Celebration of musician George Wesley to end Wilkes-Barre Fine Arts Fiesta
WILKES-BARRE — When George Wesley played his annual gig at the Fine Arts Fiesta last year, he took the familiar Public Square stage for what became his final performance.
The beloved local musician — revered for his kind disposition and gregarious spirit as much as his mastery of reggae — would succumb to liver cancer two months later, leaving a family and an arts community to grieve and ponder how to properly honor Wesley’s legacy.
What followed was an outpouring of musical ceremony by Wesley’s former bandmates, musical disciples, fans and family members, and that movement to celebrate the Old Lion’s life and work will continue.
Young Lion, a band comprised of former members of Wesley’s I-tations and area musicians will play in tribute to the local reggae legend at 4 p.m. Sunday. The performance will double as the closing ceremony of the Fiesta.
Drummer Chris Condel, of Bangor, toured with Wesley for 12 years and their association evolved from musical partnership to friendship.
“You could call us best friends,” Condel said. “He took an interest in my family. We talked about his family. I knew the real George.”
Condel said knowing Wesley affected him in a positive way.
“If you compared me before I met George to me afterward, humbled is one difference that comes to mind,” Condel said. “He taught me that if you have great ability to play your instrument, that’s great, but it doesn’t make you a better person.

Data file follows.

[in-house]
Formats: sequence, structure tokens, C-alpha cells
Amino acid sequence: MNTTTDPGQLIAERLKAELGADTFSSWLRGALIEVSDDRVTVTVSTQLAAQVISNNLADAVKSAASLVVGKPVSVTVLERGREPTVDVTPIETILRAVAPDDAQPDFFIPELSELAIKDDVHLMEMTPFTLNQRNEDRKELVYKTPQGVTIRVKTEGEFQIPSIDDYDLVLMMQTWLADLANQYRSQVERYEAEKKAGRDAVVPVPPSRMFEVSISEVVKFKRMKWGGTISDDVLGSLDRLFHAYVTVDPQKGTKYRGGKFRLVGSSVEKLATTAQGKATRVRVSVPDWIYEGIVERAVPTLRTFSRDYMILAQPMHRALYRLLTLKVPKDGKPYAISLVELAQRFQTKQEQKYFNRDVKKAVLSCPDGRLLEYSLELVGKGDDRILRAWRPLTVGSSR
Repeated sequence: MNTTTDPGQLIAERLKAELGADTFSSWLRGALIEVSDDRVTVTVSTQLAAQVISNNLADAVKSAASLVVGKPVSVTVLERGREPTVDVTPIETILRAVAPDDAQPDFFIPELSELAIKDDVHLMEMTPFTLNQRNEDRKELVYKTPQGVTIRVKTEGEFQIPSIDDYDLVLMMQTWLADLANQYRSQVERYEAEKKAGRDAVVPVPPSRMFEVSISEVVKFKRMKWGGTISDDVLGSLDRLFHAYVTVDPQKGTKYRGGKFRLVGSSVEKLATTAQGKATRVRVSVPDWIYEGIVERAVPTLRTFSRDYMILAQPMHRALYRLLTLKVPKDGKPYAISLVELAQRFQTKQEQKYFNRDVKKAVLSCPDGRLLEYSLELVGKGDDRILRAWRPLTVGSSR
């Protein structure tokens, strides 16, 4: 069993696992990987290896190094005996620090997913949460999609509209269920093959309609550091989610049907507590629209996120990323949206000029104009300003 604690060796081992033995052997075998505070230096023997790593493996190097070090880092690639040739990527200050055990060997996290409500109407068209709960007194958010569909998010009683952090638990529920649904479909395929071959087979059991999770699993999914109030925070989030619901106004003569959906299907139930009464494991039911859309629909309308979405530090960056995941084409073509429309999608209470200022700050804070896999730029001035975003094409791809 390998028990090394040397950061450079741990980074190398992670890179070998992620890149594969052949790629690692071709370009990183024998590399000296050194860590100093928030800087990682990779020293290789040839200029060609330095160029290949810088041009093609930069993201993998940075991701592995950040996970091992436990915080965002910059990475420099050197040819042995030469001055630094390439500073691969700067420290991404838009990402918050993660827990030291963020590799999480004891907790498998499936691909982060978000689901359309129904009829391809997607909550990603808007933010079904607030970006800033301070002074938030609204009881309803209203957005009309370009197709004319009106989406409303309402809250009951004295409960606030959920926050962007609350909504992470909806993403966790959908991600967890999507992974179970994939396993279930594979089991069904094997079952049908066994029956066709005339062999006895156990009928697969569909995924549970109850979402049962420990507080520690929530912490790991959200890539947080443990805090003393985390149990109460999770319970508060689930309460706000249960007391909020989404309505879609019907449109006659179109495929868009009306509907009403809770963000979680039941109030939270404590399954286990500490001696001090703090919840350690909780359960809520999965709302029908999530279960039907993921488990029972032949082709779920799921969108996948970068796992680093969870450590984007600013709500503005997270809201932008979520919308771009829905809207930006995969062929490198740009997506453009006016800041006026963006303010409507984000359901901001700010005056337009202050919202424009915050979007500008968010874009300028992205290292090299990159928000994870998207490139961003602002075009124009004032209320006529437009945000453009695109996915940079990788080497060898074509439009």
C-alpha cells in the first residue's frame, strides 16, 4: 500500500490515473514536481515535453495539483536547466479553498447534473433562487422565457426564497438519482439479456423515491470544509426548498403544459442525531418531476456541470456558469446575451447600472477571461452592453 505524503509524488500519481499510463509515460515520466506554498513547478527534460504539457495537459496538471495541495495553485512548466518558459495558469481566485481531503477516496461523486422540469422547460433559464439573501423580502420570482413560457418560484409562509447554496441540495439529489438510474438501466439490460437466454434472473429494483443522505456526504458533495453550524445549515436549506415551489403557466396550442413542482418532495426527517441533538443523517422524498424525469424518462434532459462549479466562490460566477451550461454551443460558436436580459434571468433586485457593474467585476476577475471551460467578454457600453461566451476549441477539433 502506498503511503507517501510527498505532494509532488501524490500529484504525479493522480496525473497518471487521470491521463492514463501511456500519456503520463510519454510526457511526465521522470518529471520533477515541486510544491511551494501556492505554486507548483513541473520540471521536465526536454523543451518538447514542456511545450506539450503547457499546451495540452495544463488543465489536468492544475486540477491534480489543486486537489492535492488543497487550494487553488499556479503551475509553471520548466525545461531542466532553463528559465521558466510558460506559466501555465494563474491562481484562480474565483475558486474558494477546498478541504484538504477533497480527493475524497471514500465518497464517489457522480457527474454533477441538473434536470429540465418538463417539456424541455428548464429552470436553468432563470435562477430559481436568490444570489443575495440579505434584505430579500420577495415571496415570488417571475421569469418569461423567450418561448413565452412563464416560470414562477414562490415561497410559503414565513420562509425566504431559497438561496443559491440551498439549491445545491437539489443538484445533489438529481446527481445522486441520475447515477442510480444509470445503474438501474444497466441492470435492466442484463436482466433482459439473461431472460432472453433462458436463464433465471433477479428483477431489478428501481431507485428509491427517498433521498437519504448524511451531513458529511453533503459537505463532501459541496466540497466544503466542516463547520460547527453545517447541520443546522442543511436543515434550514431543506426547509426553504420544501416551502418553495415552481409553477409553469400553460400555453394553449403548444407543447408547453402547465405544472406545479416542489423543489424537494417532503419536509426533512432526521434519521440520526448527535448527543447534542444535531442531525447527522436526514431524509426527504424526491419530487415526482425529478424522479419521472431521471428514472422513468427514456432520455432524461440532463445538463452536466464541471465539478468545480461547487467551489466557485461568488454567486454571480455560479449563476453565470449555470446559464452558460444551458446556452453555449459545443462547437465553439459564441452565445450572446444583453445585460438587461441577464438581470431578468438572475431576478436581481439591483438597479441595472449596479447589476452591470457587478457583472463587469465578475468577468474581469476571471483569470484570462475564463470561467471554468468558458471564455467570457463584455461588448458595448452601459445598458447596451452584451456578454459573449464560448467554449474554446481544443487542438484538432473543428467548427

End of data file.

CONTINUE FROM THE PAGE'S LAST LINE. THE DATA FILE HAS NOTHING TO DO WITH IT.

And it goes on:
“Compassion was the other thing, not just for music but for people. Whatever your situation, he would accept you.”
The importance of family was another value Condel said Wesley impressed upon him.
“When I first met (Wesley), I had just had my first son, who was 4 months old,” Condel said. “You hear about the rock ‘n’ roll lifestyle and all the wrong ways it can take you, and he was one of those cats that let you know what was important.”
Condel will be joined by former I-tations bassist Lion Sanford, South Side Bandits guitarist Jamie Zaleski, Pittston pianist Angelo Miraglia, Howard Chang and Wesley’s son, James Wesley.
Condel said the Sunday 4 p.m. spot at the Fine Arts Fiesta was a cherished part of the yearly schedule with Wesley.
“The community was always good to him,” Condel said of Wilkes-Barre. “They always respected him and had him play at their events.”
But for Wesley’s final performance, at the 2016 Fiesta, Condel was absent.
“For some reason, my schedule got crossed up, and his son was the last to play with him, which, to me, was beautiful,” Condel said. “I don’t know if he planned it that way. Who knows how long he knew he was sick.”
Fiesta board member Kathy Bozinski said when presented the idea to have George’s friends play a tribute to him at this year’s event, she was met with a unamimous ‘yes.’
Bozinski said she had “the honor” of introducing Wesley at his performance last year.
“It was a cool day, showering on and off, and what was beautiful was that the crowd still turned out,” Bozinski said. “He played even longer than he was supposed to. Sadly, that was the last time I saw him.”
Bozinski said the board is thrilled to have Young Lion perform in that same time slot to end the Fiesta.
“We want to celebrate George and his music and the musicians who played with him,” Bozinski said. “It’s not a tribute; it’s a celebration.”
Condel said he is honored to have been asked to pay respect to his late friend, of whom he said, “Musicianship flowed through everything he did.
“Everything he did, he did with conviction. There was no other way for him to do it. If you’re going to do something, do it right. Even if you’re going to screw something up, don’t do it half-assed.”
Reach Matt Mattei at 570-991-6651 or on Twitter @TimesLeaderMatt.
IF YOU GO
What: A tribute to George Wesley
Where: Fine Arts Fiesta, Public Square Wilkes-Barre
When: 4 p.m. Sunday
Additional information: The Fine Arts Fiesta is free and open to the public.